How to Trigger Image Transitions with Divi’s Sticky Options | Elegant Themes Blog

The versatility of Divi’s sticky options goes further than just using the settings for a sticky header. You can use it to trigger changes in your design as well. In this tutorial, for instance, we’ll use Divi’s sticky options to trigger image transition. The image transitions take place as soon as visitors are nearing the image on scroll. We’ll recreate two different examples from scratch, but once you get the approach, you’ll be able to create your own unique image transitions using Divi’s built-in options only. You’ll be able to download the JSON file for free as well!

Let’s get to it!

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1. General Steps

In the first part of the tutorial, we’re going to build the foundation of our design. Once that’s in place, we can focus on applying the right settings to achieve the two examples in the preview of this post. Add a new section to the page you’re working on, move on the section’s design tab and remove all default top and bottom padding.

Continue by adding a new row using the following column structure:

Remove all default top and bottom padding next.

Z Index

And set a z index in the position settings. This will help us ensure that the row remains below the next row we add later on the tutorial.

Next, open the column settings and set the overflows to hidden.

Add Image Module to Column

Leave Image Box Empty

The only module we need in this row is an Image Module. Leave the image box empty.

Background Image

And use a background image of your choice instead.

To allow the image to show up, we’ll use some custom padding values across different screen sizes.

Add Section #2

Add another section right below the previous one. Open the section settings and remove the default top padding in the spacing settings.

Continue by adding a new row using the following column structure:

Z Index

Add a z index for this row as well.

Add Call to Action Module to Column

Add Content

In this row, the only module we need is a Call to Action Module. Add the content of your choice.

Add Button Link

Along with a button link.

Then, add a white background color.

Move on to the design tab and change the text settings.

Title Text Settings

Style the title text too.

Body Text Settings

As well as the body text.

Button Settings

Then, style the button.

trigger image transitions

trigger image transitions

Next, we’ll add some custom margin and padding values to the spacing settings.

Box Shadow

And we’ll complete the module settings by adding a subtle box shadow.

2. Apply Sticky Effect to Row

Open Row in Section #1

Now that we’ve set the foundation of our design, it’s time to apply the sticky effect. This sticky effect will help us change styles as people scroll past the element. The element we’ll add our sticky effect to is the row in the first section which contains the image.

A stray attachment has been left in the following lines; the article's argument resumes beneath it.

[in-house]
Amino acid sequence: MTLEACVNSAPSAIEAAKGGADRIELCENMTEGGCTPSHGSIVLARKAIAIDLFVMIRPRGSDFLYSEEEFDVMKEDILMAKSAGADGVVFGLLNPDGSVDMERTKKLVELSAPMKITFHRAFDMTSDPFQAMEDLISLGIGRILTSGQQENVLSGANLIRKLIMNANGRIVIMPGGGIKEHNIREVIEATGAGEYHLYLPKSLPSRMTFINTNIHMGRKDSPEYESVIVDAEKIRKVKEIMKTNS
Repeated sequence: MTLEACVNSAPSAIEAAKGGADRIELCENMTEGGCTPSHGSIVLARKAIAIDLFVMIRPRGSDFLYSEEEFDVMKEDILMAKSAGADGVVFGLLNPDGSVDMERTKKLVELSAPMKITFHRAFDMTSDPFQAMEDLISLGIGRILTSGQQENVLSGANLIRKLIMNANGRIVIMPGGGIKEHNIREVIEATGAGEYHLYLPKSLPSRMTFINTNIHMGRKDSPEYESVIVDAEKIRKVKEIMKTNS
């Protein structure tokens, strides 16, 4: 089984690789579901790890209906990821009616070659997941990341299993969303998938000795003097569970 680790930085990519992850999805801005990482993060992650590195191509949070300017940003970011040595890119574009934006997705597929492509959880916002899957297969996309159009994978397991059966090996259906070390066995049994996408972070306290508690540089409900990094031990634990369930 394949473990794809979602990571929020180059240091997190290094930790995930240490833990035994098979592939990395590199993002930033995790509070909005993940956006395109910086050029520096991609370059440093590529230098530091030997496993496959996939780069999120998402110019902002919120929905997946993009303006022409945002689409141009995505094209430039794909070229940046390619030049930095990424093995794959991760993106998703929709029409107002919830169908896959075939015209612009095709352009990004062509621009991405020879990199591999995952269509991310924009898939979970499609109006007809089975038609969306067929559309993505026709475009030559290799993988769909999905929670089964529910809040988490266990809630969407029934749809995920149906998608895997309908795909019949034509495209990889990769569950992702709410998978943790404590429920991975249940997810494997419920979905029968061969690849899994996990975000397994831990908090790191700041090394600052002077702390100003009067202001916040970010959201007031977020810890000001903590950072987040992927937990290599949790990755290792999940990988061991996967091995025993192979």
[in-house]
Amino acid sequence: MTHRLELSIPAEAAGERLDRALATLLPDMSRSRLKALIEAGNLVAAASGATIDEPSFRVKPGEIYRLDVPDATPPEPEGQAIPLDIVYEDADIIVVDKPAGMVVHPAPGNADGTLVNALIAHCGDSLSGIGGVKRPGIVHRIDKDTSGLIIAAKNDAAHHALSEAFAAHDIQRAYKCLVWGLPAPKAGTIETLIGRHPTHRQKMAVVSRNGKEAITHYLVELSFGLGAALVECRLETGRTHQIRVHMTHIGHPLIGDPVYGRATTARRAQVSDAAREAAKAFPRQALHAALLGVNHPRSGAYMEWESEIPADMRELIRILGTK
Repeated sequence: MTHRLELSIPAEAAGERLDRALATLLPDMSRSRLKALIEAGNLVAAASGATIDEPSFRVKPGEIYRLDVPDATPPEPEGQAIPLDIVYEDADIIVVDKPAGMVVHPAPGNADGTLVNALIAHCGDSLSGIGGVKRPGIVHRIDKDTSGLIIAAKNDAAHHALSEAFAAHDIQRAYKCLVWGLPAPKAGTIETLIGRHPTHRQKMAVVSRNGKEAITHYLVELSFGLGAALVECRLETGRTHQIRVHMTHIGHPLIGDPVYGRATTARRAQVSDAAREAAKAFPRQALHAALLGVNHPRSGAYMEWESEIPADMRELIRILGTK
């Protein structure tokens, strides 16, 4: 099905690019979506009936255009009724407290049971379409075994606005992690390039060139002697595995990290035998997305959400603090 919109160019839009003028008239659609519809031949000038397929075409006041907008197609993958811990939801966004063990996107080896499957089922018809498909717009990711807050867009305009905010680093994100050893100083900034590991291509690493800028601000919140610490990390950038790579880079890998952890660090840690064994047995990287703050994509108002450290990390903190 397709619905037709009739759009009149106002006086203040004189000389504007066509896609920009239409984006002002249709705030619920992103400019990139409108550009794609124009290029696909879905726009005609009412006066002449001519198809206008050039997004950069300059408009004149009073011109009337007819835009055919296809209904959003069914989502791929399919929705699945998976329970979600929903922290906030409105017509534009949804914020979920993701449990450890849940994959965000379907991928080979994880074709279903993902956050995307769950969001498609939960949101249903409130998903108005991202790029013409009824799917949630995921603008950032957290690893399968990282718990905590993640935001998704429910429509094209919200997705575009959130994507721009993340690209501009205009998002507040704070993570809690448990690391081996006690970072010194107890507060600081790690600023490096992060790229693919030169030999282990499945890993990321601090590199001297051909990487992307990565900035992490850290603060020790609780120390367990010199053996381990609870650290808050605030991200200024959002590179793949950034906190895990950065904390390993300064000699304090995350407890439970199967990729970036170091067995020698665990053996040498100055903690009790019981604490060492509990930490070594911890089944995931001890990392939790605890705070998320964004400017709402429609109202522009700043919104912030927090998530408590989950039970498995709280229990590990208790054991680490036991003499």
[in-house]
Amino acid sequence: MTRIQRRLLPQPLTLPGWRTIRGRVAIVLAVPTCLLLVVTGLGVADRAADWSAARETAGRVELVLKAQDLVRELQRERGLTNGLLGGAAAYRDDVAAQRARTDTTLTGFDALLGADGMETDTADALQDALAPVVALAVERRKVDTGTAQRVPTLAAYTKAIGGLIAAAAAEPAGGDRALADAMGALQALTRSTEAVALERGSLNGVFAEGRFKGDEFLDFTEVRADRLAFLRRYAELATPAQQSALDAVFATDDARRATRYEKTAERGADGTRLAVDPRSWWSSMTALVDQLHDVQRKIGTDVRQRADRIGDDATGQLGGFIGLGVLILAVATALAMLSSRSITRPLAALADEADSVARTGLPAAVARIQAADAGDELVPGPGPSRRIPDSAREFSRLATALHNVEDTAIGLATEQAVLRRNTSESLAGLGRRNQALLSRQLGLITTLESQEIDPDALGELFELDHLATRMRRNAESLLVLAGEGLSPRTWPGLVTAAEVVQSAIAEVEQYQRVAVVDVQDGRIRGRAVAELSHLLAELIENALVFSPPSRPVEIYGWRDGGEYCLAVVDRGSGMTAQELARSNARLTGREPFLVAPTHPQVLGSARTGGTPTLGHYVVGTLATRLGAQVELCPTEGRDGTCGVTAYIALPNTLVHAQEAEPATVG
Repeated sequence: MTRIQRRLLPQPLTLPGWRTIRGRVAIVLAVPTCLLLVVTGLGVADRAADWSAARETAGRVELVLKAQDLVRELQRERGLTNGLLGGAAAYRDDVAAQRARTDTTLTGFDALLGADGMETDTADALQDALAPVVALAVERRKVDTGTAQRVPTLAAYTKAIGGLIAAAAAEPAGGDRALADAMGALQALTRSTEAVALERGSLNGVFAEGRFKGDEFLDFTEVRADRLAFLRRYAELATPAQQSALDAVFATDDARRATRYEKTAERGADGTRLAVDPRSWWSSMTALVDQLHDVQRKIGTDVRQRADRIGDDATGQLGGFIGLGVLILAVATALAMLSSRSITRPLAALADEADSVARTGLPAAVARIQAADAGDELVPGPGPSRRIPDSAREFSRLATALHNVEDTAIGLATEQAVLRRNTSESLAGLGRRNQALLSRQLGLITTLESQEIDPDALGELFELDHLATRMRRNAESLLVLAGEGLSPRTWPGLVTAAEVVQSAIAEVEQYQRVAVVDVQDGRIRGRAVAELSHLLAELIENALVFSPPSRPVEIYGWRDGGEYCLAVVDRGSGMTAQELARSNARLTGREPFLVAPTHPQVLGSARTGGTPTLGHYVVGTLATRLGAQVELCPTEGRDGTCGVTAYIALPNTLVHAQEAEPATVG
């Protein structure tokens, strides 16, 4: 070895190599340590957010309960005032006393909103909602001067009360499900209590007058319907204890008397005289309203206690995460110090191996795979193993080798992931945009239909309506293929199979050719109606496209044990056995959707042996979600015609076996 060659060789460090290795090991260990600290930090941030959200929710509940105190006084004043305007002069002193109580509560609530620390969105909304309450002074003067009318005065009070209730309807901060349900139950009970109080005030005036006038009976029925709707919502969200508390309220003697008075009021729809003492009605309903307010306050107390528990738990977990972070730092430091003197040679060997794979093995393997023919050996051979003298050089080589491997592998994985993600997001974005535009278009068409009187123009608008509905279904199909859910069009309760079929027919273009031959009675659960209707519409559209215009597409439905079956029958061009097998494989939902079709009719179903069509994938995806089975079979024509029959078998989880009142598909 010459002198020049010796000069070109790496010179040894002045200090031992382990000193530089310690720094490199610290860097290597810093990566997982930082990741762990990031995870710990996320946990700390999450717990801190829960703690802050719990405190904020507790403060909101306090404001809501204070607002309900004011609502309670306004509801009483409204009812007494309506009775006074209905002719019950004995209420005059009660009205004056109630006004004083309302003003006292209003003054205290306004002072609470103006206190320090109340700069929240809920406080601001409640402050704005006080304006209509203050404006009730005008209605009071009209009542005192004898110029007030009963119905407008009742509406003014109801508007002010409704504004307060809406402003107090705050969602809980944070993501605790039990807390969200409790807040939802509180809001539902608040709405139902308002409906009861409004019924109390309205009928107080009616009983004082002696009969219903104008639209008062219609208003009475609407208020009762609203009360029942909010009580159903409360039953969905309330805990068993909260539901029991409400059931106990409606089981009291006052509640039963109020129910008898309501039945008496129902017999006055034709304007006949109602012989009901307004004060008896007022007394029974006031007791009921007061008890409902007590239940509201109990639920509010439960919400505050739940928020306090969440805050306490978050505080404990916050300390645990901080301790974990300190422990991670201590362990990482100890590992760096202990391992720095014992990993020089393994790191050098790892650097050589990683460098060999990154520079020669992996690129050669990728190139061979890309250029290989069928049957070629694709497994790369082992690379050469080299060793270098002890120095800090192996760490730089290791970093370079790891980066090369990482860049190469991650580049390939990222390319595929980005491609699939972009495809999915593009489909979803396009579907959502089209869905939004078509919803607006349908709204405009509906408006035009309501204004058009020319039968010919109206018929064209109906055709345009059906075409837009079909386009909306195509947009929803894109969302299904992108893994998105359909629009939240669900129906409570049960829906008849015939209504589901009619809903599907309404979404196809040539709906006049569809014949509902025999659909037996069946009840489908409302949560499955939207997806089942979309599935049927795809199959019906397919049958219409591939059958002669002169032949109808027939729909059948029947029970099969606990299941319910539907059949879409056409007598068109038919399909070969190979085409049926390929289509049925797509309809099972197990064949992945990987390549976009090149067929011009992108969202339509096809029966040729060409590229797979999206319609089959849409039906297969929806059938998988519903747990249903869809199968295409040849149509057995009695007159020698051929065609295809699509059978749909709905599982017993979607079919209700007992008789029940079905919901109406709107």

Apply Sticky Effect

It’s important to make sure the bottom sticky limit is set to section. The beginning and endpoints of our row are the same as the section’s, which makes sure the row doesn’t actually become sticky, but sticky styles are applied. The sticky top offset determines at what point the transition starts to take place. If this value was zero, for instance, that’d mean the top of the browser would have to touch the top of the row to start the transition. By setting the sticky top offset to “300px”, we create that transition earlier.

Make Sure There’s Top Offset Equal Above First Section

Since we’ve set the sticky top offset to “300px”, we need the space at the top of our page to make that happen. If you’re using this design somewhere midway through your page, you don’t have to worry about this step. However, if you’re using this approach at the top of your page, you’ll either have to modify the sticky top offset or add enough space at the top. We’ll add some top margin to our first section to generate that space.

3. Apply Ken Burn Effect to Image Module

Now that our row has been turned sticky, we can start applying sticky styles to the row and all of its child elements. Although the possibilities are endless, we’re showing you two different examples and how to achieve them. To make it easier to play around with the two different examples, we’ll clone both sections once and place them below the first ones.

Example #1

Sticky Row Settings

To recreate example #1, which you were able to see in the preview of this post, open the row settings and apply the following box shadow settings:

trigger image transitions

Include a smooth transition in the advanced tab as well.

Sticky Image Module Settings

Next, open the Image Module and apply a transform scale effect in a sticky state.

trigger image transitions

Ensure a smooth transition by modifying the transition settings of the module accordingly:

On to the second example! Open the row settings and apply the following transform translate settings:

trigger image transitions

Modify the row’s transition settings too.

Sticky Image Module Settings

Then, open the Image Module and play around with the filters in default and sticky state.

trigger image transitions

In this post, we’ve shown you how to get creative with Divi’s sticky options. More specifically, we’ve shown you how to trigger image transitions. As soon as people scroll past the image, the styles of the image change which results in a beautiful transition. We’ve handled two different examples but the possibilities are endless. You were able to download the JSON file for free as well! If you have any questions or suggestions, feel free to leave a comment in the comment section below.

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This content was originally published here.